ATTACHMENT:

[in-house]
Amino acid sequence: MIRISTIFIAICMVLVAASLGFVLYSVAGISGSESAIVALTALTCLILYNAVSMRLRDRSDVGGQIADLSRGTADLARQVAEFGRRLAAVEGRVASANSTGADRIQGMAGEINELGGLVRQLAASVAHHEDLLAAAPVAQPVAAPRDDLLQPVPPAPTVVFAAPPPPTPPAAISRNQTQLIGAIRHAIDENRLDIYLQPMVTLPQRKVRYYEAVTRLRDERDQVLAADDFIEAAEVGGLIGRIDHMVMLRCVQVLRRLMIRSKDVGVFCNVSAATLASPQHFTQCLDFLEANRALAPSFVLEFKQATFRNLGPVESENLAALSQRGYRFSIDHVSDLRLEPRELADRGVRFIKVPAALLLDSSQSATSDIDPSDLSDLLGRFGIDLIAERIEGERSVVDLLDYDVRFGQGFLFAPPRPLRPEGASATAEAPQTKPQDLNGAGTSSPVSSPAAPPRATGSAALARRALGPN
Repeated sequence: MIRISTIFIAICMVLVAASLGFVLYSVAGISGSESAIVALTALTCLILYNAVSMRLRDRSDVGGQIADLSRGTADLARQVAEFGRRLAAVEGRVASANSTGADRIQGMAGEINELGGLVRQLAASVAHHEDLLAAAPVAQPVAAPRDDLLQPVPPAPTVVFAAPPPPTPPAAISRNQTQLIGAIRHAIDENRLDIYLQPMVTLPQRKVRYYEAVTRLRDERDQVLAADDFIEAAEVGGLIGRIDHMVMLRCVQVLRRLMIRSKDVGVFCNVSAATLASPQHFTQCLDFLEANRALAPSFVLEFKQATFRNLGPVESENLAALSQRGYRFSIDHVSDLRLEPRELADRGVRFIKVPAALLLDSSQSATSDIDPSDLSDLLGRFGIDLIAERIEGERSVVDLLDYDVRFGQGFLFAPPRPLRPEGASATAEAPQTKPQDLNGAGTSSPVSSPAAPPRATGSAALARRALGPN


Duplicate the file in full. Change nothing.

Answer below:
[in-house]
Amino acid sequence: MIRISTIFIAICMVLVAASLGFVLYSVAGISGSESAIVALTALTCLILYNAVSMRLRDRSDVGGQIADLSRGTADLARQVAEFGRRLAAVEGRVASANSTGADRIQGMAGEINELGGLVRQLAASVAHHEDLLAAAPVAQPVAAPRDDLLQPVPPAPTVVFAAPPPPTPPAAISRNQTQLIGAIRHAIDENRLDIYLQPMVTLPQRKVRYYEAVTRLRDERDQVLAADDFIEAAEVGGLIGRIDHMVMLRCVQVLRRLMIRSKDVGVFCNVSAATLASPQHFTQCLDFLEANRALAPSFVLEFKQATFRNLGPVESENLAALSQRGYRFSIDHVSDLRLEPRELADRGVRFIKVPAALLLDSSQSATSDIDPSDLSDLLGRFGIDLIAERIEGERSVVDLLDYDVRFGQGFLFAPPRPLRPEGASATAEAPQTKPQDLNGAGTSSPVSSPAAPPRATGSAALARRALGPN
Repeated sequence: MIRISTIFIAICMVLVAASLGFVLYSVAGISGSESAIVALTALTCLILYNAVSMRLRDRSDVGGQIADLSRGTADLARQVAEFGRRLAAVEGRVASANSTGADRIQGMAGEINELGGLVRQLAASVAHHEDLLAAAPVAQPVAAPRDDLLQPVPPAPTVVFAAPPPPTPPAAISRNQTQLIGAIRHAIDENRLDIYLQPMVTLPQRKVRYYEAVTRLRDERDQVLAADDFIEAAEVGGLIGRIDHMVMLRCVQVLRRLMIRSKDVGVFCNVSAATLASPQHFTQCLDFLEANRALAPSFVLEFKQATFRNLGPVESENLAALSQRGYRFSIDHVSDLRLEPRELADRGVRFIKVPAALLLDSSQSATSDIDPSDLSDLLGRFGIDLIAERIEGERSVVDLLDYDVRFGQGFLFAPPRPLRPEGASATAEAPQTKPQDLNGAGTSSPVSSPAAPPRATGSAALARRALGPN